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Build a micro service application with Vertx: a complete tutorial (part 5/5)

In this series of posts, I would teach you, how to create a complete reactive micro service application with Vert.x and Java, connect it with your data source, test and deploy on Heroku platform.

Table of contents

You can find a full source code for this tutorial on my github. Feel free to clone it:

git clone https://github.com/mednikovnet/vertx-microservices-tutorial

Before we start

In order to deploy the application on Heroku PaaS, you should have an account and Heroku-CLI installed and up and running. I would not focus on this, as it can vary based on your system, as well it can be “changed without prior notification”. Please refer to Heroku docs on how to create an account and install Heroku CLI, in the case, you don’t have them.

Type following command in your terminal (or its Windows equivalent):

heroku --version

You should receive a similar result (you can have an other version as well an other terminal):

Now you can login to Heroku:

heroku login

Step 1. Put all components together

We built a micro service application throughout this series, and our application consists of two Verticles: BikeService and AppEndpoint. First we need to connect them. Inside AppEndpoint.java in main() method add following code snippet:

public static void main(String[] args){
	Vertx vertx = Vertx.vertx();
	vertx.deployVerticle(new AppEndpoint());
	vertx.deployVerticle(new BikeService(BikeDaoImpl.getInstance()));
}

Now we have all app’s components connected together. You can run an app and assert that everything is OK.

Step 2. Listen a correct port

Heroku assigns a port to your app dynamically, so we need to get a correct port, that was assigned to our app. It is done with environment variables. Check this tutorial, if you are not familiar with them. Heroku provides the PORT variable with port number, in this way we just need to get a value of this variable. Inside AppEndpoint constructor add following code:

public AppEndpoint(){
	String herokuPort = System.getEnv("PORT");
	if (herokuPort !=null){
		this.port = Integer.valueOf(herokuPort);
	} else {
		this.port = 4567;
	}
}

NB!: You can simplify this code with ternary operator.

Step 3. Create a fat jar

The final step here is to create a fat jar. A fat jar (or it is also known as uber-jar) is a self-sufficient archive which contains both classes and dependencies needed to run an application. With Maven we can use Maven Shade plugin to build a fat jar easily. In your Pom.xml add this code inside <project> tag:

  <build>
    <plugins>
      <plugin>
        <groupId>org.apache.maven.plugins</groupId>
        <artifactId>maven-shade-plugin</artifactId>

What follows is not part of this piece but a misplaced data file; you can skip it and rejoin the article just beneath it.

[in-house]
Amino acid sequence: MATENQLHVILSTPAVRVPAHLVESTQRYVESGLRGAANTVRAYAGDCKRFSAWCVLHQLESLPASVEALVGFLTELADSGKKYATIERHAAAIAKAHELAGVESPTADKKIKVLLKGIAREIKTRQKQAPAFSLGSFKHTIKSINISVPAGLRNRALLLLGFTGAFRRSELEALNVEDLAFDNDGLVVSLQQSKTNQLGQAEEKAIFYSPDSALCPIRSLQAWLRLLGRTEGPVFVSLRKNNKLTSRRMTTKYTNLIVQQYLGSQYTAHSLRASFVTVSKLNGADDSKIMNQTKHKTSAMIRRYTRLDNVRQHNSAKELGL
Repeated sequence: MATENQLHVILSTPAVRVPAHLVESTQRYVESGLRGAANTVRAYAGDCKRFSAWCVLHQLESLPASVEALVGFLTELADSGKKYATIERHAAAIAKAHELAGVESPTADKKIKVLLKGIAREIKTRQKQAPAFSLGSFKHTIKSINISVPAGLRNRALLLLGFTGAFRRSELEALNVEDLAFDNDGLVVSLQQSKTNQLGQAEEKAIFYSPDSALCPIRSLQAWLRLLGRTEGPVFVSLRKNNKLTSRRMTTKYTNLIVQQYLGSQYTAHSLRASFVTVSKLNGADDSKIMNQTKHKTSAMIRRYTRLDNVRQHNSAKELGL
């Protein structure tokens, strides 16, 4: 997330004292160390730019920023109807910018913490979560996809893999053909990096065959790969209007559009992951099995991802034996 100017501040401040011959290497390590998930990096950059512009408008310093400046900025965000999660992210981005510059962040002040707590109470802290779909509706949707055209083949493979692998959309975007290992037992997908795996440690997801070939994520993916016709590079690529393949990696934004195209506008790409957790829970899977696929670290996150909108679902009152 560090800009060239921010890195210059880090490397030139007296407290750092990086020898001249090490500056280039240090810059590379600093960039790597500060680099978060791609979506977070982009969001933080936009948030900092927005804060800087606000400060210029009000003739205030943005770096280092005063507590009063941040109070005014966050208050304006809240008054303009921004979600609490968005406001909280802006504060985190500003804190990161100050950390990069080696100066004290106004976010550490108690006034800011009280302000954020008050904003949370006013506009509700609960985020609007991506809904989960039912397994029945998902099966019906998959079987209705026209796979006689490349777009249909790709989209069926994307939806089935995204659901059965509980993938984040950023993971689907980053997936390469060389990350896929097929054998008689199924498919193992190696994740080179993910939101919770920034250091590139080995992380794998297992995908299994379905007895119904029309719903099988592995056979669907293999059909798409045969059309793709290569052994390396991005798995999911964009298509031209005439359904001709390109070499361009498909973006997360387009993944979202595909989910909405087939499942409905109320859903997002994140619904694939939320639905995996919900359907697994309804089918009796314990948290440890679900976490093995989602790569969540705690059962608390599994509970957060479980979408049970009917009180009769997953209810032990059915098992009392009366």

<version>3.2.1</version>
        <executions>
          <execution>
            <phase>package</phase>
            <goals>
              <goal>shade</goal>
            </goals>
            <configuration>
              <transformers>
                <transformer implementation="org.apache.maven.plugins.shade.resource.ManifestResourceTransformer">
                  <mainClass>net.mednikov.BikeShare.app.AppEndpoint</mainClass>
                </transformer>
              </transformers>
            </configuration>
          </execution>
        </executions>
      </plugin>
    </plugins>
  </build>

Nevertheless it is a bit complex construction on the first glance, this is very easy. Now navigate to root directory of our application and execute this command in your terminal:

mvn package

At this moment you would have two files inside target folder:

  • bikeshare.jar – this is a fat jar – This is what we should deploy
  • original-bikeshare.jar – only your project classes

Also, ignore dependency-reduced-pom.xml file. It is just for reference. If you have any questions, don’t hesitate to ask them in comments or message me on Twitter. I also advise you to check this tutorial on fatjars.

Step 4. Create a new Heroku application

Create a new application on Heroku – choose an app name and a region of deployment (due to my EU location, I selected Europe):

NB!: Don’t forget to install a Java plugin using CLI:

heroku plugins:install java

Step 5. Deploy

Inside target folder execute the following command:

heroku deploy:jar bikeshare.jar --app bike-share-tutorial

NB!: The value of the app parameter depends on your application name.

As we use an environment variable DATABASE_URL to provide a URL to the DAO, you need to specify it. Put a JDBC URL to Config vars. Navigate to Settings tab and press Reveal config vars button. Than add DATABASE_URL value:

Conclusion

In this series of tutorials we have created a complete micro service application with Vert.x and Java. We used Endpoint-Service-DAO architecture, connected our application to a real MySQL remote database and deployed it on Heroku.

You can get a full source code on Github. In case you have questions, don’t hesitate to ask them either in comments or send me DM in Twitter: @andreevi_ch This tutorial would be updated. To keep your up to date with new improvements, don’t forget to follow my social accounts.

You can find a full source code for this tutorial on my github. Feel free to clone it:

git clone https://github.com/mednikovnet/vertx-microservices-tutorial

Good luck to you with Vert.x!